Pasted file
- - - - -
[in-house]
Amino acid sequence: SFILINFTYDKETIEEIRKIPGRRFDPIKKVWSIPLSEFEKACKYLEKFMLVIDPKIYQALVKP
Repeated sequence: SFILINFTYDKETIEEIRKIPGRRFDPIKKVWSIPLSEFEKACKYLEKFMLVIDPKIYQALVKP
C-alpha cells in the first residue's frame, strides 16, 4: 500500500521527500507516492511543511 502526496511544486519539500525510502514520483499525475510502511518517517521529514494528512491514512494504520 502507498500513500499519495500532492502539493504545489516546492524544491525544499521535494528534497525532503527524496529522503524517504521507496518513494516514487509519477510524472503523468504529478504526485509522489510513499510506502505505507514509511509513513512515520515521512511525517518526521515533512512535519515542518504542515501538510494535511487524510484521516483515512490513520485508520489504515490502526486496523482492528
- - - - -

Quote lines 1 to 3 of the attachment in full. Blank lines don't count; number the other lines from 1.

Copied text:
[in-house]
Amino acid sequence: SFILINFTYDKETIEEIRKIPGRRFDPIKKVWSIPLSEFEKACKYLEKFMLVIDPKIYQALVKP
Repeated sequence: SFILINFTYDKETIEEIRKIPGRRFDPIKKVWSIPLSEFEKACKYLEKFMLVIDPKIYQALVKP